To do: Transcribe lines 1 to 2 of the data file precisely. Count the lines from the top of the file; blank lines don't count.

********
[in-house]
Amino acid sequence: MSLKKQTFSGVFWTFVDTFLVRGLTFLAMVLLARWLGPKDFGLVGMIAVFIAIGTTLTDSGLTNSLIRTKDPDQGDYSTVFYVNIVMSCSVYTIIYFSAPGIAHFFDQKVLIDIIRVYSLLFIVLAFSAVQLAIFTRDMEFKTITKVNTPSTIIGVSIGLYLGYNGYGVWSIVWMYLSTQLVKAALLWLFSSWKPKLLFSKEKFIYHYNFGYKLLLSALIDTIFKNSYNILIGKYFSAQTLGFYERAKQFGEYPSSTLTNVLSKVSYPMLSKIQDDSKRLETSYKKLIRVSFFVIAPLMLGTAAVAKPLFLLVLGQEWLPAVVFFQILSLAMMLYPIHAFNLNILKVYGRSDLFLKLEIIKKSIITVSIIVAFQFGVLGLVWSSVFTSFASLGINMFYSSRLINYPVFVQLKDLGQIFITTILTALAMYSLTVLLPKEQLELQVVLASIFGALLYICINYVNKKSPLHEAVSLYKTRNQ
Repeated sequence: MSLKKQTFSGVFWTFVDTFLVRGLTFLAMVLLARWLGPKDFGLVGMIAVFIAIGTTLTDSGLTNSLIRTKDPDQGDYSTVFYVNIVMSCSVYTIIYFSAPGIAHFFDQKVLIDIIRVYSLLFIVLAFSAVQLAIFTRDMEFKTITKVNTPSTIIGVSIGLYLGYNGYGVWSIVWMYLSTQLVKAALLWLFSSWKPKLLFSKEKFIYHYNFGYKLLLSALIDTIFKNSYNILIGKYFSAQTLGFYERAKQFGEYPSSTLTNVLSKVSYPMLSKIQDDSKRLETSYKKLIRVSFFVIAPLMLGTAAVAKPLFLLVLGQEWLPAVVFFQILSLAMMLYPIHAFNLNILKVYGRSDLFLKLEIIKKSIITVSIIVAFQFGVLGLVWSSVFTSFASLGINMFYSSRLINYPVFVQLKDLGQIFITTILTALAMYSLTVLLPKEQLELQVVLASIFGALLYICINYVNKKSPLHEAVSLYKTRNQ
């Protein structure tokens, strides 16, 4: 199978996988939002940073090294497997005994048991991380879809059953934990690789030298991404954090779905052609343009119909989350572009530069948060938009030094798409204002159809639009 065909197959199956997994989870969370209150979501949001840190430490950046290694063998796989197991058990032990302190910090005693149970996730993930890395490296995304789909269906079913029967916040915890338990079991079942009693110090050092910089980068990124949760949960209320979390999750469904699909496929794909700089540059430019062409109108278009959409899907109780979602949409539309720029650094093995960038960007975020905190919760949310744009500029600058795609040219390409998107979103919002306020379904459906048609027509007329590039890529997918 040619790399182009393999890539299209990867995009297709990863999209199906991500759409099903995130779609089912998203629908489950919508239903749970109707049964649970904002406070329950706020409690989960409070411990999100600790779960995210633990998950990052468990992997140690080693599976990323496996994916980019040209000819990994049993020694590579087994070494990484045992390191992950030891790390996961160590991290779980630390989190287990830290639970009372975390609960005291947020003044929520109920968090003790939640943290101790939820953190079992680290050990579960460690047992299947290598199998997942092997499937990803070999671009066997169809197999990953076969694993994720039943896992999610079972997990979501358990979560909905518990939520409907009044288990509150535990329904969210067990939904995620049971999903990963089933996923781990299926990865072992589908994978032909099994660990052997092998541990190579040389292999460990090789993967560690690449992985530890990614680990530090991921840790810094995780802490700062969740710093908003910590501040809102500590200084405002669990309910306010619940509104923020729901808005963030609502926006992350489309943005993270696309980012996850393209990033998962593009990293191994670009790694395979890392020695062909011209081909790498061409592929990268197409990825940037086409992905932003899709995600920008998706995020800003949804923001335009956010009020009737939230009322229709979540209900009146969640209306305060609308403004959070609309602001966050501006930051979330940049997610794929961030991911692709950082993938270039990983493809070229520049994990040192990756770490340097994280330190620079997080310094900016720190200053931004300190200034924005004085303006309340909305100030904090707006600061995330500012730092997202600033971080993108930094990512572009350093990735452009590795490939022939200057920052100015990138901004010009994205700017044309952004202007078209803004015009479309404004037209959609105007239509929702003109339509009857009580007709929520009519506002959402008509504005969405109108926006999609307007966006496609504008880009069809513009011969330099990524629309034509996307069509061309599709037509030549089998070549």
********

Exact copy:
[in-house]
Amino acid sequence: MSLKKQTFSGVFWTFVDTFLVRGLTFLAMVLLARWLGPKDFGLVGMIAVFIAIGTTLTDSGLTNSLIRTKDPDQGDYSTVFYVNIVMSCSVYTIIYFSAPGIAHFFDQKVLIDIIRVYSLLFIVLAFSAVQLAIFTRDMEFKTITKVNTPSTIIGVSIGLYLGYNGYGVWSIVWMYLSTQLVKAALLWLFSSWKPKLLFSKEKFIYHYNFGYKLLLSALIDTIFKNSYNILIGKYFSAQTLGFYERAKQFGEYPSSTLTNVLSKVSYPMLSKIQDDSKRLETSYKKLIRVSFFVIAPLMLGTAAVAKPLFLLVLGQEWLPAVVFFQILSLAMMLYPIHAFNLNILKVYGRSDLFLKLEIIKKSIITVSIIVAFQFGVLGLVWSSVFTSFASLGINMFYSSRLINYPVFVQLKDLGQIFITTILTALAMYSLTVLLPKEQLELQVVLASIFGALLYICINYVNKKSPLHEAVSLYKTRNQ